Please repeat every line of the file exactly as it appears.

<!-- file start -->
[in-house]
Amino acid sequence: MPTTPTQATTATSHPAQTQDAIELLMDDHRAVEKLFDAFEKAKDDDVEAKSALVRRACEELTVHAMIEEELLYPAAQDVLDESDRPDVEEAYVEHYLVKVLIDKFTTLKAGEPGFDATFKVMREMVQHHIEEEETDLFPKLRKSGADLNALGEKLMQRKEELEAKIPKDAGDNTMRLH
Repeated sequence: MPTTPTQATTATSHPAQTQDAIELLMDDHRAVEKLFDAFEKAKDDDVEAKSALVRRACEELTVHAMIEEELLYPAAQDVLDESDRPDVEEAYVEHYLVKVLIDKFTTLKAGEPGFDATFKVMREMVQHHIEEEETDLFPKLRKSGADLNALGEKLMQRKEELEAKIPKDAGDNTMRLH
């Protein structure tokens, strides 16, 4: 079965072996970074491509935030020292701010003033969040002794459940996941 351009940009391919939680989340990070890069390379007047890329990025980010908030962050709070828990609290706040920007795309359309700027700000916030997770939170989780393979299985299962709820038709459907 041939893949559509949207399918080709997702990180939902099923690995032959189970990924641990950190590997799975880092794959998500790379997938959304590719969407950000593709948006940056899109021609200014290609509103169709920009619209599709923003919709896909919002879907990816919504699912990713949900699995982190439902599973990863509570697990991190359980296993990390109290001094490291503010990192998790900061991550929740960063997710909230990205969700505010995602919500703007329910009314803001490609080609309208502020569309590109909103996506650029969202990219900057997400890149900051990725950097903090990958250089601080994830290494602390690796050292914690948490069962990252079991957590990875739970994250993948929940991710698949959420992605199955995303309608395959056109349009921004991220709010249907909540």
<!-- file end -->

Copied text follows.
[in-house]
Amino acid sequence: MPTTPTQATTATSHPAQTQDAIELLMDDHRAVEKLFDAFEKAKDDDVEAKSALVRRACEELTVHAMIEEELLYPAAQDVLDESDRPDVEEAYVEHYLVKVLIDKFTTLKAGEPGFDATFKVMREMVQHHIEEEETDLFPKLRKSGADLNALGEKLMQRKEELEAKIPKDAGDNTMRLH
Repeated sequence: MPTTPTQATTATSHPAQTQDAIELLMDDHRAVEKLFDAFEKAKDDDVEAKSALVRRACEELTVHAMIEEELLYPAAQDVLDESDRPDVEEAYVEHYLVKVLIDKFTTLKAGEPGFDATFKVMREMVQHHIEEEETDLFPKLRKSGADLNALGEKLMQRKEELEAKIPKDAGDNTMRLH
């Protein structure tokens, strides 16, 4: 079965072996970074491509935030020292701010003033969040002794459940996941 351009940009391919939680989340990070890069390379007047890329990025980010908030962050709070828990609290706040920007795309359309700027700000916030997770939170989780393979299985299962709820038709459907 041939893949559509949207399918080709997702990180939902099923690995032959189970990924641990950190590997799975880092794959998500790379997938959304590719969407950000593709948006940056899109021609200014290609509103169709920009619209599709923003919709896909919002879907990816919504699912990713949900699995982190439902599973990863509570697990991190359980296993990390109290001094490291503010990192998790900061991550929740960063997710909230990205969700505010995602919500703007329910009314803001490609080609309208502020569309590109909103996506650029969202990219900057997400890149900051990725950097903090990958250089601080994830290494602390690796050292914690948490069962990252079991957590990875739970994250993948929940991710698949959420992605199955995303309608395959056109349009921004991220709010249907909540």